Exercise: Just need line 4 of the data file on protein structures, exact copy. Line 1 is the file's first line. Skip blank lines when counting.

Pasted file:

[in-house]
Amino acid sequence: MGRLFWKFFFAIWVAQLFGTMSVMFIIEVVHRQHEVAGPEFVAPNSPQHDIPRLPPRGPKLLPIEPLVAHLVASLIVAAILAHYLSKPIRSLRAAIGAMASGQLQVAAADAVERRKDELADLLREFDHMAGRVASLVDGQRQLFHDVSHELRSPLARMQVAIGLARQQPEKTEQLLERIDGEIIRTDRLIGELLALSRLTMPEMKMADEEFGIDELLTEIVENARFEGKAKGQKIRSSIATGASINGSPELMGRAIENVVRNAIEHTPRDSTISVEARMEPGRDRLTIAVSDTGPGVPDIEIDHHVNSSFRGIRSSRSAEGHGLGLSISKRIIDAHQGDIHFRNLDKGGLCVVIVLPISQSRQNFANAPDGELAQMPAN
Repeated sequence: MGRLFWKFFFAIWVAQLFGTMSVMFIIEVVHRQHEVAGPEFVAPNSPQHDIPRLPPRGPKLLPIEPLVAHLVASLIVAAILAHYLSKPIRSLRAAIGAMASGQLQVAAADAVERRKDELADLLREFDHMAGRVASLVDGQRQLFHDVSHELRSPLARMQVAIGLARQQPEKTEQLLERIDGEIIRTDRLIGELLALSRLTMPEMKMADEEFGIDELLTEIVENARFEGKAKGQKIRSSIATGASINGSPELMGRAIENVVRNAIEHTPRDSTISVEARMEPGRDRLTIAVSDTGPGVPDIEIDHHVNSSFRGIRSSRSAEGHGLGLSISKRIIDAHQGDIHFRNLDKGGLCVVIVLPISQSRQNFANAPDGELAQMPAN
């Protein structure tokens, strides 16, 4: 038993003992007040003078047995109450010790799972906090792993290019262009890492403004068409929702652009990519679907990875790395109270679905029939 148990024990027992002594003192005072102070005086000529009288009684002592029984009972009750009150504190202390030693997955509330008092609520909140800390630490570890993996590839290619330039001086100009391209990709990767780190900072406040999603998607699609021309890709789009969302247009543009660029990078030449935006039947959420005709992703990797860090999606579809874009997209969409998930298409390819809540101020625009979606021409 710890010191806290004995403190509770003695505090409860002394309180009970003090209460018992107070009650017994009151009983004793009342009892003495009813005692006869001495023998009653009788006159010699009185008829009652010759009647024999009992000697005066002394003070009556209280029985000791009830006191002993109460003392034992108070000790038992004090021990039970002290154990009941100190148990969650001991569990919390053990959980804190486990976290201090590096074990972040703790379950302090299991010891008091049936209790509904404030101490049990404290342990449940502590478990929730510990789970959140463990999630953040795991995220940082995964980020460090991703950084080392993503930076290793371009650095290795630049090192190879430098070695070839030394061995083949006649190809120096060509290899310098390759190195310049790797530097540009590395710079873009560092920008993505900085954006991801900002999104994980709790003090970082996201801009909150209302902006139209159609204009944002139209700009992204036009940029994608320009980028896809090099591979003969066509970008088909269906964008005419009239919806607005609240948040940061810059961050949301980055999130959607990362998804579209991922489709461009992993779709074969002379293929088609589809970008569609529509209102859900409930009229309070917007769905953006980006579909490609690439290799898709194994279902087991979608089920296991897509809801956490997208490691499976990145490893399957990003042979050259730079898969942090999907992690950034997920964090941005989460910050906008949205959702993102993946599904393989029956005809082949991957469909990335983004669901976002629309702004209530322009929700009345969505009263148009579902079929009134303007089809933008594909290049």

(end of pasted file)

């Protein structure tokens, strides 16, 4: 038993003992007040003078047995109450010790799972906090792993290019262009890492403004068409929702652009990519679907990875790395109270679905029939 148990024990027992002594003192005072102070005086000529009288009684002592029984009972009750009150504190202390030693997955509330008092609520909140800390630490570890993996590839290619330039001086100009391209990709990767780190900072406040999603998607699609021309890709789009969302247009543009660029990078030449935006039947959420005709992703990797860090999606579809874009997209969409998930298409390819809540101020625009979606021409 710890010191806290004995403190509770003695505090409860002394309180009970003090209460018992107070009650017994009151009983004793009342009892003495009813005692006869001495023998009653009788006159010699009185008829009652010759009647024999009992000697005066002394003070009556209280029985000791009830006191002993109460003392034992108070000790038992004090021990039970002290154990009941100190148990969650001991569990919390053990959980804190486990976290201090590096074990972040703790379950302090299991010891008091049936209790509904404030101490049990404290342990449940502590478990929730510990789970959140463990999630953040795991995220940082995964980020460090991703950084080392993503930076290793371009650095290795630049090192190879430098070695070839030394061995083949006649190809120096060509290899310098390759190195310049790797530097540009590395710079873009560092920008993505900085954006991801900002999104994980709790003090970082996201801009909150209302902006139209159609204009944002139209700009992204036009940029994608320009980028896809090099591979003969066509970008088909269906964008005419009239919806607005609240948040940061810059961050949301980055999130959607990362998804579209991922489709461009992993779709074969002379293929088609589809970008569609529509209102859900409930009229309070917007769905953006980006579909490609690439290799898709194994279902087991979608089920296991897509809801956490997208490691499976990145490893399957990003042979050259730079898969942090999907992690950034997920964090941005989460910050906008949205959702993102993946599904393989029956005809082949991957469909990335983004669901976002629309702004209530322009929700009345969505009263148009579902079929009134303007089809933008594909290049």